In “The Travelling Players”, Camp David negotiators straighten their ties in white marble; in “Shopping” tanks roll into an aluminium Tiananmen Square as a young man passes with his groceries. “He became part of History — as himself,” says Abdessemed. “I made him come back up, like a witness: he was on the scene of the crime. As an artist, I’m on the scene of the crime.”

At Arles, the excellent Les Rencontres festival has since 1970 presented inaugural shows of many important photo­graphers bearing witness to struggle, survival, discovery. This summer’s highlights are Sid Grossman: Du Document à la Révélation, the first European showing of the tender/sharp 1940s street photographs — “Jitterbugging in Haarlem”, “Coney Island” — of the American photographer blacklisted as a communist, and a memorial homage to “the eye of Bamako”, pioneering chronicler of 1960s Malian popular culture Malick Sidibé, who died in April.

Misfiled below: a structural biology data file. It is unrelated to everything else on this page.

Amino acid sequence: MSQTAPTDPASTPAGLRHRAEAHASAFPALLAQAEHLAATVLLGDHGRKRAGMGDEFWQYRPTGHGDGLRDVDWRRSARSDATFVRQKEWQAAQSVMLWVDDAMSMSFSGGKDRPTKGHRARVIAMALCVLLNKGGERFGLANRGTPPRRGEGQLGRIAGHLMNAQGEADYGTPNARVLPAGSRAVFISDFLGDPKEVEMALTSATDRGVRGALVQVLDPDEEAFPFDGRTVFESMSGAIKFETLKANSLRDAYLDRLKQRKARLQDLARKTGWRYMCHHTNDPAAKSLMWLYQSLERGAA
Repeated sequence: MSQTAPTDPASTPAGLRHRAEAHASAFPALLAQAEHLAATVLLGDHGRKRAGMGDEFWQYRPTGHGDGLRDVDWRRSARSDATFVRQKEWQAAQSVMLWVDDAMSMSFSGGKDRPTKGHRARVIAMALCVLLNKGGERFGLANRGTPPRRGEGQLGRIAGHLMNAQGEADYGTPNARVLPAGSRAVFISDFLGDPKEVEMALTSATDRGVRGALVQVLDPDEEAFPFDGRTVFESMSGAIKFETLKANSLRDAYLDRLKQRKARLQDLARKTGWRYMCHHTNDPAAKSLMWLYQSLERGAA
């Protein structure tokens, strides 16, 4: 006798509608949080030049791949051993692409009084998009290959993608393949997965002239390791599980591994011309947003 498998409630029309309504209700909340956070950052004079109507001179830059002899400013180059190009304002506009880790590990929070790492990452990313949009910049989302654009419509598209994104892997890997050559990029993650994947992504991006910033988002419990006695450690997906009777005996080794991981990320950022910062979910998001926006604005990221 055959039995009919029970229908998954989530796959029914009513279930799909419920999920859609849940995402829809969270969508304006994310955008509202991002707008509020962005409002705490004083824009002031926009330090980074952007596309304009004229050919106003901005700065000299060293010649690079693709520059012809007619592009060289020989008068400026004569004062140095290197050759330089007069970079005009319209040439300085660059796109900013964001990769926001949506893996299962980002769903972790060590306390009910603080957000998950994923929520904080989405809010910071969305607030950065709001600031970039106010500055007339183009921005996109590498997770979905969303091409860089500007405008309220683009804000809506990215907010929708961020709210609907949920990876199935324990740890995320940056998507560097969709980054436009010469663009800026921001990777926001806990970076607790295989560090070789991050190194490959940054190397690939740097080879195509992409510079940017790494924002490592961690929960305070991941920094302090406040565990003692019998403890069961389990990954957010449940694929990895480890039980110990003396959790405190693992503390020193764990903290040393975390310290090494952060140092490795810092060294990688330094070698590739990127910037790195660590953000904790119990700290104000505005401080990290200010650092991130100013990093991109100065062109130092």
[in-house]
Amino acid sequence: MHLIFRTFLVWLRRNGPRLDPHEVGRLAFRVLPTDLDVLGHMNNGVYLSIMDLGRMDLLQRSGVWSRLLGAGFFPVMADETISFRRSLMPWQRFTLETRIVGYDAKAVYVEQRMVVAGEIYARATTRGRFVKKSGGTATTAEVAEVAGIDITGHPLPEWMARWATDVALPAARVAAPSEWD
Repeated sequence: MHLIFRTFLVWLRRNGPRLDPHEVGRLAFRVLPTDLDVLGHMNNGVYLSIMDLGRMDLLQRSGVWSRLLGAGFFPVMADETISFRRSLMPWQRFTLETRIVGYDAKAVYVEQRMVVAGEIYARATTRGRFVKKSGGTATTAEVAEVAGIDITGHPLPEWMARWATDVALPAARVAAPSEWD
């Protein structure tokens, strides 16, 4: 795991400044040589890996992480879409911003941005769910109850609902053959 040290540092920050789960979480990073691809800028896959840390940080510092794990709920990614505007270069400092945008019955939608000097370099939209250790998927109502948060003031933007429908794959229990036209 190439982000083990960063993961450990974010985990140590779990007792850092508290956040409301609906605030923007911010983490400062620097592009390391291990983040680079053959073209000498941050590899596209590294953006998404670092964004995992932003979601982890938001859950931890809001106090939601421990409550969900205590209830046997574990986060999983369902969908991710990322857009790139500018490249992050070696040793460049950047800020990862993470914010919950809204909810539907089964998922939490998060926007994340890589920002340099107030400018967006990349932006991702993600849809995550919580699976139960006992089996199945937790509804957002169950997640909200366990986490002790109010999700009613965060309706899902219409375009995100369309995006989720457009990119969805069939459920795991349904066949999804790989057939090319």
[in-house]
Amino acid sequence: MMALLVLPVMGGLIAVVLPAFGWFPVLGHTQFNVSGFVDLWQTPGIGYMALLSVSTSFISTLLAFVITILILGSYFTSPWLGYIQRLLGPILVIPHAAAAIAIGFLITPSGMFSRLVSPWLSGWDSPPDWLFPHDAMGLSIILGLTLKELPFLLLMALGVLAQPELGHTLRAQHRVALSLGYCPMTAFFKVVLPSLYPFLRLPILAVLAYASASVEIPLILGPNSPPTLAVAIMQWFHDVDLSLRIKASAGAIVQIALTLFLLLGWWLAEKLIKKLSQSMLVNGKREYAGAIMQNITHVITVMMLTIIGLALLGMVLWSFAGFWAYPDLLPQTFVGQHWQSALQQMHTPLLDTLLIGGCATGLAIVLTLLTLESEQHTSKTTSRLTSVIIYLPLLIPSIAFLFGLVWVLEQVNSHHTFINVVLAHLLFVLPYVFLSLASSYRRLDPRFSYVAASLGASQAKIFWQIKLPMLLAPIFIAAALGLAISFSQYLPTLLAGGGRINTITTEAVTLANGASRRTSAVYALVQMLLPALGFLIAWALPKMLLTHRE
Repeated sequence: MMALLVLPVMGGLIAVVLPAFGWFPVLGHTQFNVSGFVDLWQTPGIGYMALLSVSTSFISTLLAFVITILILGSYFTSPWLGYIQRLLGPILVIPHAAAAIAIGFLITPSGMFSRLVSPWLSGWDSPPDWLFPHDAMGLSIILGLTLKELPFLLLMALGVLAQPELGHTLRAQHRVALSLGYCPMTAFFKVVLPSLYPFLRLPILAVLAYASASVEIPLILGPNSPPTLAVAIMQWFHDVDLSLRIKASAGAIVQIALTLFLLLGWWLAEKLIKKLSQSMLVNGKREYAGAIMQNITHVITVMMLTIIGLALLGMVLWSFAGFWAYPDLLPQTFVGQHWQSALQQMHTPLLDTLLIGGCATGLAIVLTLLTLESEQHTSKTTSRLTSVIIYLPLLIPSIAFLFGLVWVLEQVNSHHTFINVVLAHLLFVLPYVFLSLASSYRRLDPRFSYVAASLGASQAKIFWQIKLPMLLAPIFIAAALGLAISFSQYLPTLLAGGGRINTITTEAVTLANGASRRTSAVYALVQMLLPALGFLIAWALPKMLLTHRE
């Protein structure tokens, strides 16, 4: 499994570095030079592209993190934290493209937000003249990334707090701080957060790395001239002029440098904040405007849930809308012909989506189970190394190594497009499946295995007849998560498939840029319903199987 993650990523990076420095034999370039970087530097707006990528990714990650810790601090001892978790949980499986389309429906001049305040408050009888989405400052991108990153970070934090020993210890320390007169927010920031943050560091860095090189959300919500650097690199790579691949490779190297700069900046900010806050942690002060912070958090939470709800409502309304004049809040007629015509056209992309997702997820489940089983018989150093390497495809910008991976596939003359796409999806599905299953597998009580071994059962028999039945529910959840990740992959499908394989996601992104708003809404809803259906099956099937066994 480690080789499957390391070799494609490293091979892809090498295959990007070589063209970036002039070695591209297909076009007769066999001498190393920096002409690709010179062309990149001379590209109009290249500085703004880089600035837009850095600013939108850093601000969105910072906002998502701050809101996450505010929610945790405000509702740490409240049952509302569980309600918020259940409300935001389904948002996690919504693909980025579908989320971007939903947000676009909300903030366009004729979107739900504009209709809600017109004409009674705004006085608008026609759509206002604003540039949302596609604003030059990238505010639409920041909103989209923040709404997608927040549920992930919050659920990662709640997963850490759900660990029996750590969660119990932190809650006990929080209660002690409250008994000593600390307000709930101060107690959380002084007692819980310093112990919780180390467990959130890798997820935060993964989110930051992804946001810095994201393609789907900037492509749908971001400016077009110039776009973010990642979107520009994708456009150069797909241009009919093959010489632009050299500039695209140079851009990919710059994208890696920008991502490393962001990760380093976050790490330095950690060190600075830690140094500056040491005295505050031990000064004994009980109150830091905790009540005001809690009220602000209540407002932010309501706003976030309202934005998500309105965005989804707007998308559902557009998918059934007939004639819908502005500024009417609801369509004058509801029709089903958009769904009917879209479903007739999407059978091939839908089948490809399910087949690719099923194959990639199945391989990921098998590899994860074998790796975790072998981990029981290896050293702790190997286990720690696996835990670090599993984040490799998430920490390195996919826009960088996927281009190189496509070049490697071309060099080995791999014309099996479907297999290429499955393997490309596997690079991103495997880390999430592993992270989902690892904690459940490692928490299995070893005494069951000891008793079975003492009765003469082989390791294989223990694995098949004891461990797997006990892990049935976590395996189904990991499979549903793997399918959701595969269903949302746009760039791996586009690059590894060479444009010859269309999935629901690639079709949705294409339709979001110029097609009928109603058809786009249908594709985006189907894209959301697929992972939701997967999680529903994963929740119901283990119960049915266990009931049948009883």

For quality and independent thought, Les Rencontres soars above Arles’ latest offering, the Fondation Van Gogh launched in 2014 and so far showing undistinguished contemporaries, currently Glenn Brown’s pastiches “Suffer Well”. Arles, however, awaits its trophy moment: a Frank Gehry-designed arts centre, funded by collector Maja Hoffmann’s Luma Foundation and controversially fronted by a 70-metre twisting metal tower, opens in 2018. Let’s hope that the town maintains the unpredict­able edge of Les Rencontres, rather than succumbing to homogenised global fashion. For Arles, Avignon and Aix right now are the golden ticket: world-class new art in distinctive, authentic, historically resonant settings.

‘Coney Island’ (1947) by Sid Grossman © Howard Greenberg Gallery


Photographs: The Easton Foundation/ADAGP Paris/Andrew Pattman; Florian Kleinefenn/ADAGP Paris 2016; Gehry Partners/Château La Coste/Andrew Pattman; Howard Greenberg Gallery